The Shuffle Exchange Network has a
Hamiltonian Path
Rainer Feldmann Peter Mysliwietz
Department of Mathematics and Computer Science
University of Paderborn, Germany
Preliminary Version
November, 1991
Abstract
We prove the existence of a Hamiltonian path in the Shuffle Exchange network SX(n): This problem has been posed as an open problem by Leighton in [8] and Samatham and Pradhan in [11].
1 Introduction
Parallel computer architectures, as well as data structures, can be described by
networks in a very natural manner. Different networks have been developed for
different applications (see [9] for a survey). For many distributed algorithms running
on a network G; it is helpful, if G has a Hamiltonian cycle or a Hamiltonian path
([12, 11]). The problem to determine whether a network contains a Hamiltonian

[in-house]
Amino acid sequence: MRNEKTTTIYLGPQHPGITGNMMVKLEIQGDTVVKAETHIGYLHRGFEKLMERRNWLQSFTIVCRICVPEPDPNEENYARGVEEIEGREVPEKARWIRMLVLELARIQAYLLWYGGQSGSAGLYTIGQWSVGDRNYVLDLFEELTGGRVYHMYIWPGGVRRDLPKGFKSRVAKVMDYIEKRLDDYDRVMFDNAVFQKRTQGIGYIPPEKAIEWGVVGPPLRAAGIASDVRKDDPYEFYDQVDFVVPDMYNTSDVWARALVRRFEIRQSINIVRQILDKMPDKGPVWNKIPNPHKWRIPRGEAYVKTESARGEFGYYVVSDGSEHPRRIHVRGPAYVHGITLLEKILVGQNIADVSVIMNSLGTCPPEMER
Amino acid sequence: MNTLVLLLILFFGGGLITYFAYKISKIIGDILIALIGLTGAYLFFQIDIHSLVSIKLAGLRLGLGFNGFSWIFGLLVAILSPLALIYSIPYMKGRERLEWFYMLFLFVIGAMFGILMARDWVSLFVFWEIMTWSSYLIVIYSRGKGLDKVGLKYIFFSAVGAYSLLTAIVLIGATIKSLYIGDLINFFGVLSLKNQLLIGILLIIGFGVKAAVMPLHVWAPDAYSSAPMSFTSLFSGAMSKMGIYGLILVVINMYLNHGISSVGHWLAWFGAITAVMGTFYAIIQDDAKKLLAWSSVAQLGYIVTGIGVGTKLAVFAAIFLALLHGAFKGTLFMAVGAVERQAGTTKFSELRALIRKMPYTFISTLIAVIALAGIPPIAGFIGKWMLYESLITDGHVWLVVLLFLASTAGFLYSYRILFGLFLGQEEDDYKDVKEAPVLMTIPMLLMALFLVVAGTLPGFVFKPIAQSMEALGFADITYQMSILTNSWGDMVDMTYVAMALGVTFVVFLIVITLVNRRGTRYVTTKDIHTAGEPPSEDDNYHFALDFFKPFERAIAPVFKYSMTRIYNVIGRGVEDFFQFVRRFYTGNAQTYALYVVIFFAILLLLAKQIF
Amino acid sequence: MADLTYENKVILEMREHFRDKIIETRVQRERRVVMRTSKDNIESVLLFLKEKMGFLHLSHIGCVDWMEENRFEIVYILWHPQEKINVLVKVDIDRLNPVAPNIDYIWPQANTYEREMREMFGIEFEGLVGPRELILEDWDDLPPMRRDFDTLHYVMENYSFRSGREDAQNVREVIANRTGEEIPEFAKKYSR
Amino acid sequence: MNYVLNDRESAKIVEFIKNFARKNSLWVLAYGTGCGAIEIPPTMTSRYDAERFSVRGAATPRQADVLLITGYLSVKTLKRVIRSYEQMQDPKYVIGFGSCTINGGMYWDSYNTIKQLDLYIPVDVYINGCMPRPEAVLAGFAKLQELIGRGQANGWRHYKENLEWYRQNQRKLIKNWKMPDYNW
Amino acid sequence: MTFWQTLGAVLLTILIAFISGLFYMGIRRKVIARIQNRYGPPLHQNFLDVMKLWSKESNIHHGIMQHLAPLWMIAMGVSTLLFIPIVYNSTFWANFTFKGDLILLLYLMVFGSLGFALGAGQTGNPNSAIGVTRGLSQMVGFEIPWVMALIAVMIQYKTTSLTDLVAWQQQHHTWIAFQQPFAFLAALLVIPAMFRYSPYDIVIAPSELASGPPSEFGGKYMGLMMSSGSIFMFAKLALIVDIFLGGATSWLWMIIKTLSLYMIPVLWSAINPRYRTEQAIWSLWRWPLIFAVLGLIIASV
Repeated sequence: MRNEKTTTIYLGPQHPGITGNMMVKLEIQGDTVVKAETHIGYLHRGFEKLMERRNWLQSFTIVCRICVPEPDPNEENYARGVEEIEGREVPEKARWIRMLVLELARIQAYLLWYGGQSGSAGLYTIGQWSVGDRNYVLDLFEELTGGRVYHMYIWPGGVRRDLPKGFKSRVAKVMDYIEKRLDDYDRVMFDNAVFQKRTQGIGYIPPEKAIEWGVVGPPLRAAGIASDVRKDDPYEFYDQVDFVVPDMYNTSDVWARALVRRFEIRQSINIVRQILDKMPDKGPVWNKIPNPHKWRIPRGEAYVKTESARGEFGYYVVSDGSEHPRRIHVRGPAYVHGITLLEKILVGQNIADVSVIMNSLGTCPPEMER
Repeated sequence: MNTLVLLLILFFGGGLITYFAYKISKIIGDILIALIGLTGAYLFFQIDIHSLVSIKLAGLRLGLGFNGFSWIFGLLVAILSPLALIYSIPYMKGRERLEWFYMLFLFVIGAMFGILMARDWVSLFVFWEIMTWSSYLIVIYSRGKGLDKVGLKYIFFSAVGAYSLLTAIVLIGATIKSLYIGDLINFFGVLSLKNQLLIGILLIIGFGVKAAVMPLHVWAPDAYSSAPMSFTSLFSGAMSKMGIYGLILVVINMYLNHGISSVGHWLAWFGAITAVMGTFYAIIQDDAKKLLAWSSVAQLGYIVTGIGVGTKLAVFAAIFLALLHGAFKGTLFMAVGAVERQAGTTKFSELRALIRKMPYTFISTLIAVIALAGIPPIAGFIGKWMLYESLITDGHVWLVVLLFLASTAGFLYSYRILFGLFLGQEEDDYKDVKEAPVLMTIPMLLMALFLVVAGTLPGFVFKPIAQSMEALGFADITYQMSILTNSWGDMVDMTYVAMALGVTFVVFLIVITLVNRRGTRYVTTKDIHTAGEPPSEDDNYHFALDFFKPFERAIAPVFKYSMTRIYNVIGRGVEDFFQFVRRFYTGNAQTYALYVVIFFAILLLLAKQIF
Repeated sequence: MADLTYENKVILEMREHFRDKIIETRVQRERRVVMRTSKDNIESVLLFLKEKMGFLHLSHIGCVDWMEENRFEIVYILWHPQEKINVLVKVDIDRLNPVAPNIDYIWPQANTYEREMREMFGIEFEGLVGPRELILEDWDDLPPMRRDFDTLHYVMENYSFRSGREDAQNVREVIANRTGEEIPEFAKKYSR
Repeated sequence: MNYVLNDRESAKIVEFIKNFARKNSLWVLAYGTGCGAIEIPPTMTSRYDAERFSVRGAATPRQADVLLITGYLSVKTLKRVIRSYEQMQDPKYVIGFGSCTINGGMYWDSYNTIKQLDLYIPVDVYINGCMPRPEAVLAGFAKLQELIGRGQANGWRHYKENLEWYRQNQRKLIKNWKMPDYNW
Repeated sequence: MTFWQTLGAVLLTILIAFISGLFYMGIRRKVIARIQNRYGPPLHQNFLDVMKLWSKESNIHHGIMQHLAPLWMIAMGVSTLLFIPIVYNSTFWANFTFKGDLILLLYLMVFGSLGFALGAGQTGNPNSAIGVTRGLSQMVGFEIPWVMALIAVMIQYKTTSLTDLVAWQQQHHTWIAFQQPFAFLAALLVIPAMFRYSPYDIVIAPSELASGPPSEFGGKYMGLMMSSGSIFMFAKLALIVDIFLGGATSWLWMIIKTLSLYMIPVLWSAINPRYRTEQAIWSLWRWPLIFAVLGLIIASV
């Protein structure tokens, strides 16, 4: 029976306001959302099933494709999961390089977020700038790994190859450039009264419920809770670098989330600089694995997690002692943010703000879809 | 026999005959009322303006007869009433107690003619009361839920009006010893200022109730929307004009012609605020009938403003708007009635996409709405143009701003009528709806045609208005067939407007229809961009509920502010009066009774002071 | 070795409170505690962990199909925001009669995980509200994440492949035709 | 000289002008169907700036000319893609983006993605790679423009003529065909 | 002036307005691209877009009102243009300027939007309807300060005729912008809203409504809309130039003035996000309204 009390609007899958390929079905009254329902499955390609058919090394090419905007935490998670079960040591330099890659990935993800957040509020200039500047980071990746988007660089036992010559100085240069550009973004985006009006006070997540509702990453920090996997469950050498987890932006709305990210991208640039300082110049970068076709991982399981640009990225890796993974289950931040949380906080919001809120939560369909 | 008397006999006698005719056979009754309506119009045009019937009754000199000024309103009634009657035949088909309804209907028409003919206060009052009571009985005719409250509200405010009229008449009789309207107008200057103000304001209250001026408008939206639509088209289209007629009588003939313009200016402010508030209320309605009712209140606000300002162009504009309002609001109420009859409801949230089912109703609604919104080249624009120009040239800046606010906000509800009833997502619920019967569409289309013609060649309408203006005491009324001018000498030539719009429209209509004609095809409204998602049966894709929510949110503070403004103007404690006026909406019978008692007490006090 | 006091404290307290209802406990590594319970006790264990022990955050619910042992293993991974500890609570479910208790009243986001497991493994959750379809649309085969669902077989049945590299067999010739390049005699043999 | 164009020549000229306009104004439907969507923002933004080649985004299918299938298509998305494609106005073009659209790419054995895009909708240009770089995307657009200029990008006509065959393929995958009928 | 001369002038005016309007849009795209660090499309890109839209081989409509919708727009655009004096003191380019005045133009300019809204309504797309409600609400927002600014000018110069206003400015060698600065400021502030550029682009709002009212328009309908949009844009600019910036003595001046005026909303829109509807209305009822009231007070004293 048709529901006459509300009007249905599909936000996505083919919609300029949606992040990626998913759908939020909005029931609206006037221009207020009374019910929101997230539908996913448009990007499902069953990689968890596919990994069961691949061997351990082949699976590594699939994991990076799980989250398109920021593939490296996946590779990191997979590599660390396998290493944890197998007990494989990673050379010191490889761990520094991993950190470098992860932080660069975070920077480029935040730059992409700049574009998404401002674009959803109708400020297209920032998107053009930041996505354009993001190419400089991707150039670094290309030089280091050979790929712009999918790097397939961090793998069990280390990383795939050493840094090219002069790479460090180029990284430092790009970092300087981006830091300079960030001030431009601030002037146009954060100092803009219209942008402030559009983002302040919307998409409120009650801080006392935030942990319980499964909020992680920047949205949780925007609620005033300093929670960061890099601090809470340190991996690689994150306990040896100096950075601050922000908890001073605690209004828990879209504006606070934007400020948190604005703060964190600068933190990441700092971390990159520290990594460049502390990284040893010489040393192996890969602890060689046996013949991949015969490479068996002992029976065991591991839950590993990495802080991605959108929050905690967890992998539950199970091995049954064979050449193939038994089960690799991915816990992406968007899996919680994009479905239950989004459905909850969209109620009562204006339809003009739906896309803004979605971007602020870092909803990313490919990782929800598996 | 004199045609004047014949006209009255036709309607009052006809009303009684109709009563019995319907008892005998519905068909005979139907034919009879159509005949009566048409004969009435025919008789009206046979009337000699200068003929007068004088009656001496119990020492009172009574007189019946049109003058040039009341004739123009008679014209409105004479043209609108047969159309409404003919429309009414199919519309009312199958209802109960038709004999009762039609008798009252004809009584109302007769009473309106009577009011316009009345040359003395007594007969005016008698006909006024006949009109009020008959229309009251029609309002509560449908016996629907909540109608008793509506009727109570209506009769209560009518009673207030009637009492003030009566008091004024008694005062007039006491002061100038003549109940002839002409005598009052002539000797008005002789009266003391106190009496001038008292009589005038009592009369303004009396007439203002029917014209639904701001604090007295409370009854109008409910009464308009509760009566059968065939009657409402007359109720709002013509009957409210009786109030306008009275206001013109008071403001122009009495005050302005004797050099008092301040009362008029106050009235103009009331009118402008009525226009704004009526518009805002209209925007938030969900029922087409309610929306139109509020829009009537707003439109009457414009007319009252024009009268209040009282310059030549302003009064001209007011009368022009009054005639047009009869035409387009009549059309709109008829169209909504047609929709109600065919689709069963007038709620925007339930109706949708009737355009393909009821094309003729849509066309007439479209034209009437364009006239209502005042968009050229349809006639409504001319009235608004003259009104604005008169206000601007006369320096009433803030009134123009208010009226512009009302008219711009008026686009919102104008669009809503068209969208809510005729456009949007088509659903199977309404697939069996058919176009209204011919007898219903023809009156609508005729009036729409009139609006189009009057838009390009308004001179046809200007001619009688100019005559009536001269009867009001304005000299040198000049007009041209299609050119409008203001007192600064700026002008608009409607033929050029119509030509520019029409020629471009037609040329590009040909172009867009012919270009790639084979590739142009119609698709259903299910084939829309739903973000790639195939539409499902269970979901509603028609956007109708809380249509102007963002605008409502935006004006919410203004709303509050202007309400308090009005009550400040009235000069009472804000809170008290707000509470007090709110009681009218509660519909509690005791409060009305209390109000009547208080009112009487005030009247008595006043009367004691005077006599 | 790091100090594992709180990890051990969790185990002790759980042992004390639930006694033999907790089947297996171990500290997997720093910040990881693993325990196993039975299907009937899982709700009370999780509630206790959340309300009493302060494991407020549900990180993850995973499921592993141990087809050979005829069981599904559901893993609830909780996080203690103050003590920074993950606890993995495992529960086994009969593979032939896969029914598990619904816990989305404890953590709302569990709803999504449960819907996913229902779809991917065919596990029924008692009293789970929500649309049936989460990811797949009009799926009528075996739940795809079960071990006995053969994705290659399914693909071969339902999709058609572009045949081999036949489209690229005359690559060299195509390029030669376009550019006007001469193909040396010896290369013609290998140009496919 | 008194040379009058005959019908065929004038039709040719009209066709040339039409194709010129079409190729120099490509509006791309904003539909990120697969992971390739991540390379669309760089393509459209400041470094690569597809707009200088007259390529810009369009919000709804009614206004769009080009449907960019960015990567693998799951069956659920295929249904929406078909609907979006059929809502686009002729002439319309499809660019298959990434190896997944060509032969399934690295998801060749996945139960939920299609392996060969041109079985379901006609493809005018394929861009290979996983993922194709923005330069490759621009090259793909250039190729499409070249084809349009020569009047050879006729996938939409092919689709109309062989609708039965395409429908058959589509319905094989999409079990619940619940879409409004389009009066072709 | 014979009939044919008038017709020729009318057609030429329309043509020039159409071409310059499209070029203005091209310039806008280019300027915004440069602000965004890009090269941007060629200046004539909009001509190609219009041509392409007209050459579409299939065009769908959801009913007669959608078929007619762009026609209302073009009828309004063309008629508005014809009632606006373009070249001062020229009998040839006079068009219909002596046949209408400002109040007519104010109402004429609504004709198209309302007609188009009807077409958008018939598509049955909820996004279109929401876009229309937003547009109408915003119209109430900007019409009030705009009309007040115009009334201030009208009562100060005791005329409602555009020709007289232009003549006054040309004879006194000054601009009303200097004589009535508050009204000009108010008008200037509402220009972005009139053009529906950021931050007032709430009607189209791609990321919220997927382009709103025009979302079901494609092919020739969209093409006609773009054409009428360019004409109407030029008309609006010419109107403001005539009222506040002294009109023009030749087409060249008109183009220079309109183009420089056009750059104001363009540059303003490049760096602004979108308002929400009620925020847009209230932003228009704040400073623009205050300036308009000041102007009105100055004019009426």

path has been a fundamental problem in graph theory (see [7] for a survey).
The most prominent networks that are known to have a Hamiltonian cycle or a
Hamiltonian path are the Hypercube network ([6]), the Cube Connected Cycle network
([12]), the DeBruijn network ([3]), the Butterfly network ([4]) the grid, the
torus and the Shuffle Exchange network of dimension 2d ([5]). Fast algorithms to
determine a Hamiltonian path are known for these networks. In [11], it is noted
that the Shuffle Exchange network suffers from the fact that a Hamiltonian path is
not known for this network in order to run some algorithms as fast as the DeBruijn
network. In [8], Leighton has posed as an open problem to determine whether the
Shuffle Exchange network has a Hamiltonian path.
Often the existence of a Hamiltonian path or cycle has been proved by using some
recursive structure of the network ([6, 12, 3, 5]). Hamiltonian paths (or cycles) are
constructed for small dimensions which can be combined to a Hamiltonian path of
some larger dimension. Sometimes simply showing that a graph which is known
to have a Hamiltonian path or cycle is a subgraph of some other graph yields the
desired result ([4]).